I am just finishing a book on the Comanche tribe that was active in Texas and Kansas in the 19th century. The author claims they were the most powerful and fiercest tribe in American history. Their society was nomadic, and their whole way of life was built on hunting and on war — both of which they were unusually good at.

In a hunter-warrior society, a child is of no immediate value. A child is a burden, needing defending and nurturing before growing into a resource, someone whose strength and knowledge begin to “contribute” to the hunt and to the battle.

But in the gospel today, Jesus gives a child as a mirror in which to see the truth of ourselves: we are, in fact, children — no matter how skilled we have become. We are utterly dependent and needy before God — in great part because we are sinners, totally incapable of managing what is most important for us, our own salvation.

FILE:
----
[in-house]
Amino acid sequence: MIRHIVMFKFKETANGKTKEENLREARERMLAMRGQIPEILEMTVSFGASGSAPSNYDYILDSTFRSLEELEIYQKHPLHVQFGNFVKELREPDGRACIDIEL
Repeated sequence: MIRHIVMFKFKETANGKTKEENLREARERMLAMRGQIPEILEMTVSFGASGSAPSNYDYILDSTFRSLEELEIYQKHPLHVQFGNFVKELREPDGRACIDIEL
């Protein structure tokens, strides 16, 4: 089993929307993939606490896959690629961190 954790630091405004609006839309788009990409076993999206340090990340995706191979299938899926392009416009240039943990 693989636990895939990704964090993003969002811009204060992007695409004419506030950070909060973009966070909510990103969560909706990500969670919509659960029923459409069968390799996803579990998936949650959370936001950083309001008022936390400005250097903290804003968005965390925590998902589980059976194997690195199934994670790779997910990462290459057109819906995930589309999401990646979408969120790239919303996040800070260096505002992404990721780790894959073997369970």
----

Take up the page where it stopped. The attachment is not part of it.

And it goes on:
Learning that we are needy and dependent is not an easy lesson to learn. We’re brought up to take responsibility for ourselves, to give more than take. If we find our neediness hard to learn, we’re in good company — the apostles found it hard too.

But we have a lifetime to study it. And that is what we do each time we celebrate the Eucharist: Jesus himself is fairly useless from a practical viewpoint. He practiced an elementary trade; he gathered a band of unspectacular followers, and, after a teaching career of just three years, he was executed. We proclaim his humiliation and death, suffered for our sake, by taking a little bread, a little wine — not enough to nourish us in an earthly sense, just enough to remind us that, with him, we must become little — even the least — to enter the Kingdom of God.